Thanks for the explanation. It does, however raise a few more questions: Where did the Uranium come from?
Ah yes. The infamous moving target, I wrote the previous post knowing this was coming. You should work in Hollywood accounting kevin. They love rolling breaks.

The Uranium came from a supernova. I think I mentioned supernova.

And so on.
Where did Jehovah come from? The world isn't going to magically become young because we don't know everything. I will get to this later despite this bit of reality that Jehovah is a much more magic based answer and does NOT fit the evidence.

In fact how do stars form from a uniformly [given the inflationary event] accelerating particle[gas] cloud?
Not fully understood BUT the CMBR does have variations, at least partly due to the Uncertainty Principle, that seem to be enough to cause galaxy formation.>>
Ethelred
3.7 / 5 (6) Nov 14, 2011
If such first stars are required to supply material for later systems, why do we not see any evidence of type III supernova remnants?
We do. Some of the metals are from them.

In fact, given the number of stars and the estimated age of the universe, the rate of star formation must have been or still be absolutely staggering.
You are easily staggered.

How come we're not seeing any more such high activity at the moment?
You have been on this site a long time. There have been articles SHOWING high activity in many galaxies. High activity is clearly not a always on phenomena.

Can't help but note the manner of expression: your explanation sounds like FACT,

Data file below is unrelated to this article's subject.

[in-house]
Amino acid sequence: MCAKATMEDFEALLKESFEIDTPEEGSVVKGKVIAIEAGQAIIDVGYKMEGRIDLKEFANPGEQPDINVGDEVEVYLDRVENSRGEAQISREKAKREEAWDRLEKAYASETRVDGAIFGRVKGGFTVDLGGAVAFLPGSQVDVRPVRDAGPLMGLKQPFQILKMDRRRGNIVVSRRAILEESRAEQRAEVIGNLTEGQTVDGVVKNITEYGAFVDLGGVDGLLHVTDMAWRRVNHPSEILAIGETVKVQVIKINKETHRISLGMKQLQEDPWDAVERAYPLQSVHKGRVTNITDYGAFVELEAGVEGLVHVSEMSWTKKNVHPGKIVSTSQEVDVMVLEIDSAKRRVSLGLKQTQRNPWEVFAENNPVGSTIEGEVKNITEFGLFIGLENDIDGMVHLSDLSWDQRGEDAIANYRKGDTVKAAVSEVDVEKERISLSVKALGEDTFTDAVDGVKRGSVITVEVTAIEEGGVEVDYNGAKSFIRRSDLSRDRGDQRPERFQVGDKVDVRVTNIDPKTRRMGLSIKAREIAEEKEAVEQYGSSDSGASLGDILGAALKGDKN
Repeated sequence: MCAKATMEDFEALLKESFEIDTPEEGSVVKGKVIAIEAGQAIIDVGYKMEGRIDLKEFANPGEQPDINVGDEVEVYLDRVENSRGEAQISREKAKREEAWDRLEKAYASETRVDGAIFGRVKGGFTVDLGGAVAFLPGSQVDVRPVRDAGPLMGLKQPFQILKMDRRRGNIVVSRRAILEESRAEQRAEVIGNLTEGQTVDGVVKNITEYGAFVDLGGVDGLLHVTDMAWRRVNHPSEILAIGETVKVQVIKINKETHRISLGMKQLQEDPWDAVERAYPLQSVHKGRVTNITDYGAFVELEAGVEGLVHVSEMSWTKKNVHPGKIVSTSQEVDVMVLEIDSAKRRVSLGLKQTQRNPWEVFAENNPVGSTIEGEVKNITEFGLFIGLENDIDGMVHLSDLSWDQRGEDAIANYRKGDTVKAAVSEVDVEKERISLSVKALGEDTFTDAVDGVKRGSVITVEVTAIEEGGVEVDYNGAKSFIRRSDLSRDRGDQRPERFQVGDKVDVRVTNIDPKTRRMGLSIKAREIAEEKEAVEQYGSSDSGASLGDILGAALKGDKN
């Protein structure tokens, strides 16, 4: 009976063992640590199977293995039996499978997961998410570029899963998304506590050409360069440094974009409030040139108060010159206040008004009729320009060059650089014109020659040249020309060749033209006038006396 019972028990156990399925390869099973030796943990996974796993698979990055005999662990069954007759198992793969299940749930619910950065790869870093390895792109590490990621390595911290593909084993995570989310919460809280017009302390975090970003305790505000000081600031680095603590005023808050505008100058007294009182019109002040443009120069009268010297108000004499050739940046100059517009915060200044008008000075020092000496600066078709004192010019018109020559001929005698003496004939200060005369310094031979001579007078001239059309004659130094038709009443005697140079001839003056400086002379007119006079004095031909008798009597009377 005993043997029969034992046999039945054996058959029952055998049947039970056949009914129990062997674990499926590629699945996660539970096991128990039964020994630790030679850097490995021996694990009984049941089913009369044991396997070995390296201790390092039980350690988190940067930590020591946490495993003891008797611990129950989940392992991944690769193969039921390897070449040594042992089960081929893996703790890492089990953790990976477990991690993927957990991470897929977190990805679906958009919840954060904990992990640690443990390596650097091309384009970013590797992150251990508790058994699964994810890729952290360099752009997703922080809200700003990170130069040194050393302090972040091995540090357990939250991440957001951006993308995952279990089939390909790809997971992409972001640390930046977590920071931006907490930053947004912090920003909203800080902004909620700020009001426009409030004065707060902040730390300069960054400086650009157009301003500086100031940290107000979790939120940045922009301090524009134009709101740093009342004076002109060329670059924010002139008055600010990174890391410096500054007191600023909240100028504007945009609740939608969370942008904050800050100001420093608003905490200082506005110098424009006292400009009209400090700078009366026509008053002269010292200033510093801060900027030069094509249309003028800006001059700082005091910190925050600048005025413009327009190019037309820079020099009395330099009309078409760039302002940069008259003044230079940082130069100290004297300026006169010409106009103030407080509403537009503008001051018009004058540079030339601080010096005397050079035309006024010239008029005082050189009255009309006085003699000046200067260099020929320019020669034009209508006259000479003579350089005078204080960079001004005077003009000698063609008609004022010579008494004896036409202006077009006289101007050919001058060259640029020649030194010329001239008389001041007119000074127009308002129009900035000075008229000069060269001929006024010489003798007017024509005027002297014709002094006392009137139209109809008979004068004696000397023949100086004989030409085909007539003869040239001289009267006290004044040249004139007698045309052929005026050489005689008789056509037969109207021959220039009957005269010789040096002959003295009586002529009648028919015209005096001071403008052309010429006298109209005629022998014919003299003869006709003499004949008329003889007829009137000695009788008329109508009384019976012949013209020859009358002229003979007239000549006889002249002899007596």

I can't help noticing that your fantasies are treated as fact by you. Much of those explanations ARE facts. Some is theory based on the facts. The fact is the Universe is old. That IS a fact. The Earth is old that IS a fact. Same as John F. Kennedy was shot with a bullet. You weren't there but you know it. >>
Ethelred
3.3 / 5 (7) Nov 14, 2011
I did see Oswald shot on TV.
Hollow point bullets, revolvers, surprised cops AS SEEN ON TV!

as if you or someone else were there to witness and record these formation events occurring.
Bullshit. Its reason and facts. YOU weren't in Egypt when the Flood didn't happen. You are just trying to evade reality.

Perhaps I am mistaken but surely your explanation is simply what you[and perhaps others] THINK / GUESS what really happened.
Surely not. It is REASON not guesses and often there is a LOT of math involved in the reasoning. Far better then sources than a stuff that came from religion trained scribes that did not witness what they wrote.

You should perhaps then be a little more modest and use words like "it is thought" or "It is believed that" or "it was shown in simulation that" and so on.
Or I could just write the way I did instead being a unbearable pedant with turgid unreadable prose.>>
Ethelred
3.3 / 5 (7) Nov 14, 2011
Your explanation simply raises a lot more questions:
Of course. Only the religious think they know all that matters.

If the process was as you described, why are all the planets not the same - i.e.
You claimed you read the accretion theory. Did you fib?

what was the differentiator and how come only earth has so much water?
Only the Earth can HAVE and retain liquid water. Titan has a LOT of water. Pretty much all of it is water. Only frozen.

How does gravity play a part in particle accummulation when it can only begin to make any great impact at really large masses?
What, besides your religious needs, gives you that idea? Gravity control the orbits and thus collisions will occur due to GRAVITY.

Check it out
See the simulations. And try thinking about things other than gravity because there are other things. Dust can easily get an electrical charge.>>
Ethelred
3.5 / 5 (8) Nov 14, 2011